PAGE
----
Perhaps it's because THE WHEEL IN SPACE has the reputation of being a plodding, unimaginative variant on the "isolated-group-of-humans-under-attack-by-alien-menace" plot, that it has taken so long for this 1968 soundtrack to see the light of day. Certainly, the 2 extant TV episodes (3 & 6) are by no means the greatest examples of '60s DR WHO you've ever seen. Even the presence of the popular Cybermen is not enough to make the story a favourite with fans.
Nevertheless,I rather like this one, and I feel the need to stick up for it. I suppose because I was expecting something far worse that I was pleasantly surprised by many aspects that do actually work.
First surprise was the sympathetic supporting cast. Gemma Corwyn, Leo Ryan, Tanya Lernov and others are by and large likeable and well-acted individuals who unlike say, the rather forgettable crew of THE MOONBASE (another Troughton tale of a space-base threatened by Cybermen)allow one to care about the fates of people other than the Doctor and his companions. Gemma Corwyn's death is genuinely affecting, especially as she is seen to be sharply intelligent as well as the person who seems to be most concerned about other people's well-being on the Wheel. One even has to feel pity for poor old Jarvis Bennett, the Wheel's controller. Unlike many other inflexible, disbelieving authority figures in charge of bases in DR WHO, Jarvis' problem is not that he's a grumpy old curmudgeon, or that he's possessed by extra-terrestrial mind control, but that he seems to have psychological problems. Now this may not be entirely credible for a man responsible for running a space station, but it does at least give us a character who's dramatically interesting.
Second surprise is how atmospheric the story appears as a soundtrack only. This is undoubtedly helped by the sound effects and background noises which double as the serial's music score. There is a real sense of the eerie mysteriousness of outer space. It is this creepy feeling which allowed this listener at least, to suspend disbelief about some of the less credible plot points: e.g. if the Cybermen can ionise stars, why do they need to take over the Wheel in order to invade Earth? Why do they need to go about their takeover in such an apparently over-complicated manner when they are clearly so technologically superior to humans in every way?
Third surprise: episode one which spends almost it's entire time concentrating on the Doctor and Jamie wandering round the deserted SILVER CARRIER rocket, is far less dull than I've heard it made out to be. In many ways it's a lovely little reminder of the soap opera style of the early William Hartnell stories. Here we have a welcome change of emphasis; a glimpse of Jamie's evident sadness at leaving Victoria is given to us. This focus on character, rather than on macabre menaces to humanity is refreshing because it's so unusual for the Troughton period. Also, it's a nice way for the audience to take a rest from weeks and weeks of bases under siege. Of course, in episode 2 we're straight back to business as usual...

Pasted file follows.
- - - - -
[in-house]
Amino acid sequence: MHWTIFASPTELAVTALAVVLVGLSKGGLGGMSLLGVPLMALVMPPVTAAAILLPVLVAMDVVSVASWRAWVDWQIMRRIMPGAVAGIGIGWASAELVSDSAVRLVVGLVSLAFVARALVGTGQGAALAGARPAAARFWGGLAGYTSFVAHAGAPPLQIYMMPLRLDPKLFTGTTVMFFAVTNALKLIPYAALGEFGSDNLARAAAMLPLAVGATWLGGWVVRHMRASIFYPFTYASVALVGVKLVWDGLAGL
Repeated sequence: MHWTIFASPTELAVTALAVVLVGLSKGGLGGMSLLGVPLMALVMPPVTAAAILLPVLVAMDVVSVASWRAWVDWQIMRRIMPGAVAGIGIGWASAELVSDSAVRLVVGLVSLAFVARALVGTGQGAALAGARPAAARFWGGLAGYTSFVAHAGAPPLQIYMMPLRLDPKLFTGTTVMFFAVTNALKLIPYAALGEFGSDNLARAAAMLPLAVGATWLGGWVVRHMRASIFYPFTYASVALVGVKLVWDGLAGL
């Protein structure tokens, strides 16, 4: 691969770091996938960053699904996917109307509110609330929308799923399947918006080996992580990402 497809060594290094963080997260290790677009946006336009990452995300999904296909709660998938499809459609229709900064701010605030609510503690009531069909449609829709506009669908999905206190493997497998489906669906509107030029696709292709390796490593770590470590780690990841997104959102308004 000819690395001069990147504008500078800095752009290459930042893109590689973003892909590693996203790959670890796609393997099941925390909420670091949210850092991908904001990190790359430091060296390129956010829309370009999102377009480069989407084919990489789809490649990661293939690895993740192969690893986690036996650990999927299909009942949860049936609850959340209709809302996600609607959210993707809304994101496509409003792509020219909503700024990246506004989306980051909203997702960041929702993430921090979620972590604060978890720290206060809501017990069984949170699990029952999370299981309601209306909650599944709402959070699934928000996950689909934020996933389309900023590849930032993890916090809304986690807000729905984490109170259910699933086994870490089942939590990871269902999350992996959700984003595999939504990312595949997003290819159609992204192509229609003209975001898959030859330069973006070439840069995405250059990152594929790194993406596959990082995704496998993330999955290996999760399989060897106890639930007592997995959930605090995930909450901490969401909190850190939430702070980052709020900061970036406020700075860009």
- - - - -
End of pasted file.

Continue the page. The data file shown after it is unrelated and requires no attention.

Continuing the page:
Now I suppose that if you're not in the mood for this then yes, I've little doubt that some will find WHEEL IN SPACE a bit of a drag. Even I, with my charitable attitude, agree that the story would have been all the better for shedding at least one of it's 6 episodes. We don't get so much as a sniff of the Cybermen until right at the end of episode 2, and even then it takes them another episode and a half for them to sneak aboard the Wheel.
Again, the story's ending has the reputation of being disappointing. Rightly so, in my view. Someone closes an airlock door and the Cyberman spaceship is blown up by a laser gun...how absolutely thrilling. The real climax comes about halfway through the final episode where Troughton confronts 2 Cybs and frazzles one of them with a clever Cyb-frazzling device. Not exactly Chekhov I know, but we could have done with a bit more Troughton vs Cybermen action.
Nevertheless, despite its flaws, I rather like WHEEL..., not least because it introduces Wendy Padbury's uppity Zoe, a companion who I find it far easier to like than her predecessor; the rather hysterical Victoria. Padbury is an excellent narrator and I hope she'll be re-used for the soundtrack of THE INVASION, when the Beeb releases that.